Quantcast

Jewish Journal

JewishJournal.com

April 2, 1998

Singles

By Stephen A. Simon

http://www.jewishjournal.com/articles/item/singles_19980403

So you've finally decided to place a personal ad.Can't believe you waited so long. Just describe yourself, the personyou want to meet and -- Shazam! Couple of phone calls, cafe, Italianrestaurant, and you'll be on your way.

Easier than finding mustard at a hot dogconvention. Maybe you should go ahead and order the invitations now.Have them leave a blank so that, later, you can fill in the name ofthat other person you really need to make the wedding day extraspecial -- your spouse.

Whoa! We may have gotten ahead of ourselves here.Before you start picking out fonts and French ways of cuttingvegetables, there's one small matter -- writing the ad.

There are two things you want to accomplish with apersonal ad: 1) get people to respond to the ad and 2) keep peoplefrom responding to the ad. The challenge is to get the right peoplein each category.

Start with "deal breakers." For many, this meansan age range. Some people also indicate a religion or degree ofobservance. Religious Jews might say they want to meet someone whoregularly attends Friday services, or at least doesn't thinkshul is what a5-year-old calls kindergarten.

So far, so good. But once we move past categoriessuch as age and religion, it gets dicey. The problem: Most of thereally important things don't rule anyone out. For instance, it'sessential that your date be intelligent and have a good sense ofhumor. But putting these requirements in your ad won't screen out alot of folks. That's because few people, when asked to describethemselves, will say, "I'm dumber than a head of lettuce and wouldn'tknow a joke if it jumped out of my soup and sang a show tune."

It's tempting to think of writing a personal ad asif it were ordering ice cream. Cup or cone? Sugar or wafer? Sprinklesor nuts?

Yet there are big differences between a date andan ice cream. An ice cream will never gripe about your wardrobe, but,on the other hand, you can't take it with you to the movies. Andplacing a personal ad is gutsy, while placing an ad for an ice creamis just dumb.

But the biggest difference is that everyone canagree on the traits of an ice cream. But people are more complicated.Everyone thinks he's attractive, smart and funny, but we all knowlots of people who ain't. You do the math.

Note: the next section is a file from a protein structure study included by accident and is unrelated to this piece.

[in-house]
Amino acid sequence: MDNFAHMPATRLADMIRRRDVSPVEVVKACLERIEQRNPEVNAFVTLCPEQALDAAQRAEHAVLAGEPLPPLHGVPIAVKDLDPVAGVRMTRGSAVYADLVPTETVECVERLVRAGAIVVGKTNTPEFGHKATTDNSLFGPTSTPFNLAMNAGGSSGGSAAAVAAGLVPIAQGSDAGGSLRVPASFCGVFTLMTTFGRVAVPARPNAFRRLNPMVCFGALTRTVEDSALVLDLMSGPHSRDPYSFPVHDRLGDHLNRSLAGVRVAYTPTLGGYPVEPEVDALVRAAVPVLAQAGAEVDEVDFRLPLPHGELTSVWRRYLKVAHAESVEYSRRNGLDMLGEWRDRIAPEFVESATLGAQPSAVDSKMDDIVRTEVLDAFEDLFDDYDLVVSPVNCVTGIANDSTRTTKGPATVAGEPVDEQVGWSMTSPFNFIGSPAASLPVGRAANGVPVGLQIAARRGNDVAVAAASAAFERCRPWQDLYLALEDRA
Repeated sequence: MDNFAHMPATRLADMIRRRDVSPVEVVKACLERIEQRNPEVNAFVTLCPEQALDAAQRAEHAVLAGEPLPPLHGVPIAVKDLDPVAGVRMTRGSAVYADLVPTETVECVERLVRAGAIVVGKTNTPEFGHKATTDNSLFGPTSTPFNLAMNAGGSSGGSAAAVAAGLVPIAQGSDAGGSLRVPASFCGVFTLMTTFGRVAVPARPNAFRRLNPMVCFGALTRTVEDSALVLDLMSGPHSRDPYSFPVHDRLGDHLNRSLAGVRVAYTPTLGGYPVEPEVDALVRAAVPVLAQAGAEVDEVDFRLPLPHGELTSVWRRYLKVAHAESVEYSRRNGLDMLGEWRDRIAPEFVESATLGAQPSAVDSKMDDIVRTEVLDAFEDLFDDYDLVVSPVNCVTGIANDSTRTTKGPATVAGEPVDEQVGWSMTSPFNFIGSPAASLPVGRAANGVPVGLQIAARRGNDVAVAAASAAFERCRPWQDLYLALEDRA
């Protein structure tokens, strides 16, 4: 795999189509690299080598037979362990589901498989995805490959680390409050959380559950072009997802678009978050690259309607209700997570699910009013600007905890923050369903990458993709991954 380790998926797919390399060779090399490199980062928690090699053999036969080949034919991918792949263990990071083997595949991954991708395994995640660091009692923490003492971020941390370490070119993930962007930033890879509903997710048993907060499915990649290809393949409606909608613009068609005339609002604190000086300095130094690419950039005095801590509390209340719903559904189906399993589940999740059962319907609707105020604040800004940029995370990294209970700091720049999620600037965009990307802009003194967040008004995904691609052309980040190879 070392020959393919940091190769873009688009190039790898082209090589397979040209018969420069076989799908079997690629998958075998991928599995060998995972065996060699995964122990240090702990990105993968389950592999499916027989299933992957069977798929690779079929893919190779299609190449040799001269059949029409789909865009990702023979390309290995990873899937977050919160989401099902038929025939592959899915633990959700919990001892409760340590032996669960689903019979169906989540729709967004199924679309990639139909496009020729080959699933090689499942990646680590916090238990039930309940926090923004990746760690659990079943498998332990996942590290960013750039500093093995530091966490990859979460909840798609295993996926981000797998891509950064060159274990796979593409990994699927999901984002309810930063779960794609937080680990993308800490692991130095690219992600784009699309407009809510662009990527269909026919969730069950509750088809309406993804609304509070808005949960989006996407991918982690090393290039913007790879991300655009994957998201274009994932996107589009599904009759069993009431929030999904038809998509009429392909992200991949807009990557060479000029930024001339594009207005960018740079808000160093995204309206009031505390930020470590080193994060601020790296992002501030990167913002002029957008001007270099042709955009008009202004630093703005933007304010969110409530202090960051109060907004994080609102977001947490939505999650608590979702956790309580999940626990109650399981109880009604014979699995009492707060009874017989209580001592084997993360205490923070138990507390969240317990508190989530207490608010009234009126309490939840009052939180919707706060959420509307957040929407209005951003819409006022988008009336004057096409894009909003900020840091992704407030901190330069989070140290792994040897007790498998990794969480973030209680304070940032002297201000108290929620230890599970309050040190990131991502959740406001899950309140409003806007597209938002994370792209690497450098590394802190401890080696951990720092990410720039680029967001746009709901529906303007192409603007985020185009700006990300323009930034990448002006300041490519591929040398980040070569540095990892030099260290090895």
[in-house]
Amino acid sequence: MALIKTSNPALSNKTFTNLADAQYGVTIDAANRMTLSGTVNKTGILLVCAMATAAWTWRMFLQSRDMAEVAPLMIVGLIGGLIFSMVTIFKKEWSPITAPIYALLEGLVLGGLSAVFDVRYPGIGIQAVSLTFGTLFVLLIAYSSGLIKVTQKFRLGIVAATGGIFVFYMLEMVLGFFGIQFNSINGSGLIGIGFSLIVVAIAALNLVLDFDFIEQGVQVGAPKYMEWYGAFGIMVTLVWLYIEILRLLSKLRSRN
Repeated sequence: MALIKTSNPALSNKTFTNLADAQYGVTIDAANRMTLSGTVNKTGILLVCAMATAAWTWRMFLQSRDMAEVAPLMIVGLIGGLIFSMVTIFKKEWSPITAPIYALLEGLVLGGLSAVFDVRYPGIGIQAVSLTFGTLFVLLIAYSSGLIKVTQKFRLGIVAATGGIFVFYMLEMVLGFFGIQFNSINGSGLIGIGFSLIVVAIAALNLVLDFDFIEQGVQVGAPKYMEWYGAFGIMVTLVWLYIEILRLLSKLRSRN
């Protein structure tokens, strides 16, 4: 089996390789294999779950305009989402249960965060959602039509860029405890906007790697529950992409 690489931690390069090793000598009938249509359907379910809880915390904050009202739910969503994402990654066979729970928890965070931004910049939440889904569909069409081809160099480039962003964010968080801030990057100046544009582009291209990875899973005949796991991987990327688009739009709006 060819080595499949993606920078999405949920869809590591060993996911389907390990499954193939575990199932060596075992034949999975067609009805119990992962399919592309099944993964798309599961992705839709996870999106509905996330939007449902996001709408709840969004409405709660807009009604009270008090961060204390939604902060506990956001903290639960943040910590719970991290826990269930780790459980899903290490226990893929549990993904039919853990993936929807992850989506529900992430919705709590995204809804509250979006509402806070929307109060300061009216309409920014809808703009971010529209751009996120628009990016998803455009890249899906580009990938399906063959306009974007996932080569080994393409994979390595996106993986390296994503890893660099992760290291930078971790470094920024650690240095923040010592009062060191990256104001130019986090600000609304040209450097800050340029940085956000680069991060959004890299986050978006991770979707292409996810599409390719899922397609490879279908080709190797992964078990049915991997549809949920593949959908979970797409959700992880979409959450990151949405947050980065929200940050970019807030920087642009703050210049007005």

This is one of the personals' biggest problems. Wecould call it subjective self-appraisal. Nah. More like: "Who are youkidding?"

One quick glance at the personals should dispelany concerns about people today suffering from low self-esteem. Thetypical woman placing an ad is gorgeous and brilliant, with a heartthe size of Los Angeles. Think Michelle Pfeiffer with a Ph.D. inAstrophysics.

Meanwhile, the men are astonishingly successfuland athletic ex-models with summer homes in Crete and Bali. ThinkJames Bond with his own consulting business.

Maybe to save space, personals should include astatement that, unless otherwise indicated, all ad writers areattractive, smart and generally terrific. Then the occasional candidwriter could opt out -- "Note: Elevator doesn't go to the top floor.And if you walk up, the lights are on dim."

So why don't we all agree to leave out thestandard glowing adjectives?

It's also best to avoid listing interests that arenot, well, distinguishing.

In short, if your ad looks like this: "Attractive,intelligent, funny professional, enjoys movies, beaches, sunsets,walks and conversation," you are basically saying: "Vertebrate mammalwith opposable thumbs seeks same." Or, to put it another way, "Ican't think of a single thing that separates me from every otherhuman being on the planet."

The best approach: Show, not tell. If you'rehysterical, wacky or brilliant, say something to prove it. Why shouldanyone take your word for it?

Also, be specific. Say what kinds of movies youlike, which outdoor activities you enjoy, and exactly where the giantstatue in you honor donated by the United Nations is located.

While details provide a better picture, I stillhave to wonder how much sense it makes to pick a date based on thefact that she rollerblades. In the end, I think maybe the best thingis to save a lot of ink and say what we really mean: "Superman seeksWonder Woman." OK, we could also throw in age and religion.

So, to take an example, I might try: "SJ Superman,32, ISO NS Wonder Woman (astrophysics degree)."

Stephen A. Simon is a Washington, D.C.-basedwriter.


JewishJournal.com is produced by TRIBE Media Corp., a non-profit media company whose mission is to inform, connect and enlighten community
through independent journalism. TRIBE Media produces the 150,000-reader print weekly Jewish Journal in Los Angeles – the largest Jewish print
weekly in the West – and the monthly glossy Tribe magazine (TribeJournal.com). Please support us by clicking here.

© Copyright 2014 Tribe Media Corp.
All rights reserved. JewishJournal.com is hosted by Nexcess.net
Web Design & Development by Hop Studios 0.1373 / 34